Author Archives: altonbeermann

There’s Cheating In Baseball

By Alton Beermann

As the 2013 baseball season ramps up I can’t help but think about the role of steroids in the game, especially with new allegations against A-Rod making the news. Baseball has a long and celebrated history. However, the history of the game is also littered with stories of cheating to gain an edge. There has been cheating in baseball since the game began. From the 1919 Black Sox scandal, to Pete Rose and his gambling, and recently, steroids or HGH, cheating has long been part of the game. What other sport allows participants to “steal” to get ahead? This is just part of Major League Baseball and it’s not necessarily a bad thing. Frankly, cheating may have improved the quality of the game in some circumstances, and the “steroid era” (that most likely isn’t over) brought more excitement than shame to the game. Look at the facts:more home runs were hit over a 20-year span than ever before while, Barry Bonds, Sammy Sosa, and Mark McGuire were all part of a media frenzy to become the next home run king.

Barry Bonds epitomized the steroid era. Whether or not you were a casual fan, a fan of Barry Bonds or even a fan of baseball, you sat down and watched Barry when he was up at bat in 2001, destroying the home run record Mark McGuire had set just three years earlier.

So I’m going to come out and say it: cheating in baseball is a part of the game and players who used steroids should not be kept out of the Hall of Fame because of it.

With the recent findings coming out of a Florida lab that players such as Alex Rodriguez, Melky Cabrera and Bartolo Colon were implicated as users even after baseball imposed sanctions and mandatory testing and AFTER the Bonds, Clemens and Sosa testimony before Congress in the early 2000’s, it raises questions on just how widespread steroid usage was and is in baseball. What is it about baseball that makes people want to cheat so badly? I love baseball and I don’t think HGH has tarnished the game. I, like most fans, love to see the long ball. The so-called steroids era shouldn’t have asterisk next to broken records in the Hall Of Fame. Barry Bonds and Roger Clemens both belong in Cooperstown.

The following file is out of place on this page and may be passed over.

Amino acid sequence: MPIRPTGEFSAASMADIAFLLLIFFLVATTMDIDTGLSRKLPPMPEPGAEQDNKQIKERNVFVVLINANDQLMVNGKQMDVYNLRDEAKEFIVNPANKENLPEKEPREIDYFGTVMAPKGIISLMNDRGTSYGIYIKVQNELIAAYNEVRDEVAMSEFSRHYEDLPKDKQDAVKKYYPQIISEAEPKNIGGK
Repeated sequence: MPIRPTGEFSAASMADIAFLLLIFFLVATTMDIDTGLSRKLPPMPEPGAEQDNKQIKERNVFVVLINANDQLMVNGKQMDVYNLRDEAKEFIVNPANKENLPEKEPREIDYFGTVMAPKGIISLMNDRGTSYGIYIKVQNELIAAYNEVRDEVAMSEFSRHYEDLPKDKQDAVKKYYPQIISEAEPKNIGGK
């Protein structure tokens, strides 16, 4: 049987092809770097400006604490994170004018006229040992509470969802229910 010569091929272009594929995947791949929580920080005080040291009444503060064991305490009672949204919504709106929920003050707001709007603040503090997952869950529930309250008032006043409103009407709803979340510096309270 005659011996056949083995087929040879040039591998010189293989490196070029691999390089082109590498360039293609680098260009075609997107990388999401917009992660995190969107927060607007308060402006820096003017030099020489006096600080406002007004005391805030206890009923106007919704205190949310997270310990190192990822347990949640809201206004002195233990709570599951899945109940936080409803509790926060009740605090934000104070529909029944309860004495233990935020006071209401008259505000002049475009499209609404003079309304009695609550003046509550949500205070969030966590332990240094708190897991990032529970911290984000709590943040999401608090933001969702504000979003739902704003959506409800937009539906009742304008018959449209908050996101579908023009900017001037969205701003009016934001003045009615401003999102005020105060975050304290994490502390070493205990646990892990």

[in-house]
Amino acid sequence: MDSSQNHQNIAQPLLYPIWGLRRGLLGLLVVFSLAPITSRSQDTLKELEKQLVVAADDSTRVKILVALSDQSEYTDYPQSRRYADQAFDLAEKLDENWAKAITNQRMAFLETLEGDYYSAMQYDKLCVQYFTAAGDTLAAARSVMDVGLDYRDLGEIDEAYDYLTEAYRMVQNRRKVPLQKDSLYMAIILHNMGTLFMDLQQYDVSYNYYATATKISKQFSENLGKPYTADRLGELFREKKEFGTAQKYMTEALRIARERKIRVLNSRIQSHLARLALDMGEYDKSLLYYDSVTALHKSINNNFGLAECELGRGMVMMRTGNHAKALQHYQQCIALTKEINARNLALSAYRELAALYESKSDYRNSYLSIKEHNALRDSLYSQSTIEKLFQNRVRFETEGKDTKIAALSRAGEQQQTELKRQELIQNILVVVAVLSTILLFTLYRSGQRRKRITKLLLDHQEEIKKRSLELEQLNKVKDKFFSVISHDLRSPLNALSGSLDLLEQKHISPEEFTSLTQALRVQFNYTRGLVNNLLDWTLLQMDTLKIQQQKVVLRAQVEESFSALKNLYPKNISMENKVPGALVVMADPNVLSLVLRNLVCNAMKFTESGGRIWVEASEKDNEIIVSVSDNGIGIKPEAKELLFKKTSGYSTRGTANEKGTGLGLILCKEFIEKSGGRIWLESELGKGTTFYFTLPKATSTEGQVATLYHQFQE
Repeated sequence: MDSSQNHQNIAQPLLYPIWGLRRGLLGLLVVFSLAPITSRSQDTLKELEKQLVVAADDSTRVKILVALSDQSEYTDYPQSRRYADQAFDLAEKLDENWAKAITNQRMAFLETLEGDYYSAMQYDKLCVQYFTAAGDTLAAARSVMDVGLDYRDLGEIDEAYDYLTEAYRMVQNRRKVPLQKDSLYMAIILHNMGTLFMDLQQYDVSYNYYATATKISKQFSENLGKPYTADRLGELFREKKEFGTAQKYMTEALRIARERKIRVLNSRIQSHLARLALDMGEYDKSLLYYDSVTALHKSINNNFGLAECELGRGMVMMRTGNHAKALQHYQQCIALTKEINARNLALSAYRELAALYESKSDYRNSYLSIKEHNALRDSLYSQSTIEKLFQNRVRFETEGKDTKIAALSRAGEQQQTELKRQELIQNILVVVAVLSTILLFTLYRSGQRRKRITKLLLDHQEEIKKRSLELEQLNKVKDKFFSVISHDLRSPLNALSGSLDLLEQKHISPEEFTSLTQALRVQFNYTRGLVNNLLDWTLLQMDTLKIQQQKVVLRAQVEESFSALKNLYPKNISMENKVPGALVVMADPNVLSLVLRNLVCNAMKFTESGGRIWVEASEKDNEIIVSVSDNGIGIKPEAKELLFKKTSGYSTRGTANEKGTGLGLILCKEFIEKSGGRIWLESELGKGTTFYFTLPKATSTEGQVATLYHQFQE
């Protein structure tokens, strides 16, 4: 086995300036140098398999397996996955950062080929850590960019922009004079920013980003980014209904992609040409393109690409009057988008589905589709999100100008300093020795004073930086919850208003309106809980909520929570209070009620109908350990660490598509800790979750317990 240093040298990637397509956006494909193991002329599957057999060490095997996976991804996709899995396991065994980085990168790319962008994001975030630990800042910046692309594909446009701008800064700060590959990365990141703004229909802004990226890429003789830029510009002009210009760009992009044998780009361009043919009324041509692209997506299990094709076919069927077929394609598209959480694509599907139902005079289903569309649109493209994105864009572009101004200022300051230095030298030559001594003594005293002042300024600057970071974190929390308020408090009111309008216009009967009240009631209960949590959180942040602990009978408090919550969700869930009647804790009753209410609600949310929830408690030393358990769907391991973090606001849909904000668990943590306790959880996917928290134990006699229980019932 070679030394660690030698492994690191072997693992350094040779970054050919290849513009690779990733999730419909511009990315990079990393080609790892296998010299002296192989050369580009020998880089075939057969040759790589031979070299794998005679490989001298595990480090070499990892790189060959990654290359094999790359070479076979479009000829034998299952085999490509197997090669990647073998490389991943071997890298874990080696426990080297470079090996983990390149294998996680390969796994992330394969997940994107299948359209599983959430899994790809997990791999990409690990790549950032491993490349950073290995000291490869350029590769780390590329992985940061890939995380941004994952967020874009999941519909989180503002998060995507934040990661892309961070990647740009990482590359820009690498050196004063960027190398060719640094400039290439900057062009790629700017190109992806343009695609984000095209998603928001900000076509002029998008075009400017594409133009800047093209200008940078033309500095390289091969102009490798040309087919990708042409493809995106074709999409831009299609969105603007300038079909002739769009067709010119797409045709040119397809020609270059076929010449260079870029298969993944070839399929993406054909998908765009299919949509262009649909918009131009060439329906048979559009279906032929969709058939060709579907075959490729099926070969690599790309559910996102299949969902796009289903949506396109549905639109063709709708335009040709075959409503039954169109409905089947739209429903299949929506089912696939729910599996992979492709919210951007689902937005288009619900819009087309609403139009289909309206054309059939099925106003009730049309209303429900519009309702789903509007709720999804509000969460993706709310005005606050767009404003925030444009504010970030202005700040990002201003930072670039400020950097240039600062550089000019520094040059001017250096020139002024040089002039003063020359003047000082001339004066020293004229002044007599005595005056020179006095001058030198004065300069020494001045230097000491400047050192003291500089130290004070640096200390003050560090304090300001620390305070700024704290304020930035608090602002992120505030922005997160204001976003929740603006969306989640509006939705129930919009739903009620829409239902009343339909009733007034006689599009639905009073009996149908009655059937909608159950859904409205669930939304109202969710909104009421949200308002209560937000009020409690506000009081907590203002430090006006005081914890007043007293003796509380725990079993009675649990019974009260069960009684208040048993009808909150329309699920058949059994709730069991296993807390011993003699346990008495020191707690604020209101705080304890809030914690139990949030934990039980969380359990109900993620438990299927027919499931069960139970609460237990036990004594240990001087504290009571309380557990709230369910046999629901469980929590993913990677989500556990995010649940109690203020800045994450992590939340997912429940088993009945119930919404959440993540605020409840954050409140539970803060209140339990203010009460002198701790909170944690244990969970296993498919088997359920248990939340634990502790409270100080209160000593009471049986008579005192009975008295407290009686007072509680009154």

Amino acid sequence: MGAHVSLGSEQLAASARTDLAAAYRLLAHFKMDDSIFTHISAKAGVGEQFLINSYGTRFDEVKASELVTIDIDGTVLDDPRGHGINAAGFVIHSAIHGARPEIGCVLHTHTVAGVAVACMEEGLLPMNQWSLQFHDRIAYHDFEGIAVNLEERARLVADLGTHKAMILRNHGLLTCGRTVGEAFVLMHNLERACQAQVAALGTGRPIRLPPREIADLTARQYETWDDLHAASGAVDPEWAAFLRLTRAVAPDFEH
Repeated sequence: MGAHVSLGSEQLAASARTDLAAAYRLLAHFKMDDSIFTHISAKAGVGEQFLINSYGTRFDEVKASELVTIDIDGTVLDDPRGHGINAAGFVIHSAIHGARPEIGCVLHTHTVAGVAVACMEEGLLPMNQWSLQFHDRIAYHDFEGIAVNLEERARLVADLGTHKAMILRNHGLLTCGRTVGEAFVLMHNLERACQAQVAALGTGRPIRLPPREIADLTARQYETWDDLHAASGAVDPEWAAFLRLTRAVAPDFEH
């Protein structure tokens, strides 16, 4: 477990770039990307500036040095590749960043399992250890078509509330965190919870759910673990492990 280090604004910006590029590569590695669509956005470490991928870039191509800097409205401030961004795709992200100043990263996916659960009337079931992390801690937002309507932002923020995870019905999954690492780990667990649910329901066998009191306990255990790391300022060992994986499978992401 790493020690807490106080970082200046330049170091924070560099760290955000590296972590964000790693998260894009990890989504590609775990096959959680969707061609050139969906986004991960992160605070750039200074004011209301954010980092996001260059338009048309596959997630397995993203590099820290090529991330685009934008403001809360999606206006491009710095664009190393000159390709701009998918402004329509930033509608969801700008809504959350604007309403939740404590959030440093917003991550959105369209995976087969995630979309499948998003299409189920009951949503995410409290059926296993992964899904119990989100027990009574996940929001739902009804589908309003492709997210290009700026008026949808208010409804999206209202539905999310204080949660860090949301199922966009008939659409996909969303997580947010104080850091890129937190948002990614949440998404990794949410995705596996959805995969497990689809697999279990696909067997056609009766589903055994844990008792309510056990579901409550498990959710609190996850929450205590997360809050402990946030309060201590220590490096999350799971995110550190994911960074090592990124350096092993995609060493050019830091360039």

I think the excuse that “everyone was doing it,” is somewhat valid. Everyone makes their own choices but it doesn’t make steroids less easy to do when they are accessible, under a doctor’s supervision, and are making a physical difference in muscle size and stature. There has been no proof that steroids make someone “better” at baseball but clearly they do have benefits. These players made bad mistakes in choosing to use drugs but the records that were broken still were broken and we can’t simply ignore what happened. Steroids don’t build muscle by themselves. Athletes (even couchletes) have to still be committed to working hard in the gym to build strength. Steroids simply allow faster recovery and harder workouts in the gym. I think as time goes on this point of view will gradually be accepted. I see it as players trying to do everything possible to win, and that’s much better morally than taking money or gambling to lose a game.

So even though I’m not condoning drug usage or cheating, I do think we need to recognize it and accept it as part of the game of professional baseball. These players did what they did and I don’t think you can look at them and try to speculate what numbers would have been like without steroids. These guys like Barry Bonds have great numbers and because of that, deserve to be Hall of Famer’s. Maybe I’m a biased Giants fan, and drugs have changed the game, but with baseball’s long history and reputation, it will bounce back, even without that extra boost.

By Alton Beermann
Follow Alton on Twitter at @altonbeermann
You can contact Alton at alton@thecouchletes.com

The Future of the National Football League

By Alton Beermann

It was clear from watching the NFL this season that certain trends and league norms were popping up and changing the way the league operates and functions. From the new type of quarterback who can run and throw, the explosion of talent in the NFC West, to the extreme number of passing attempts per game, and ridiculous fines for violent hits, the NFL is evolving yet again.

Trend 1: There’s a new breed of NFL QB
They’re young, they’re fast, and they have the innate ability to be great on-field decision-makers. Between RG3, Russell Wilson, Colin Kaepernick and Cam Newton, these guys all have HUGE arms. Not only that, but they have an incredible ability to extend the play and find the open man by deftly dodging defenders while they stretch for the first down or end zone. In NFL history there have never been so many young prolific quarterbacks who are quickly becoming the league staple for greatness, scratching and clawing to reach the levels of a Tom Brady or Peyton Manning. Clearly, they’re not at the elite level yet, but they are definitely changing the scope of the game.

Photo Credit: (Ronald Martinez/Getty Images)

Photo Credit: (Ronald Martinez/Getty Images)

The way that current trends are going, your typical pocket passers may be a thing of the past. Many people say that this new QB prototype is a fad that can and will be figured out. Well, I think not. The originator of this type of quarterback is Hall of Famer Steve Young. He was clearly in the pocket much more than all of these young guns but he made defenders miss and what would look like a sack would turn into a 30-yard gain.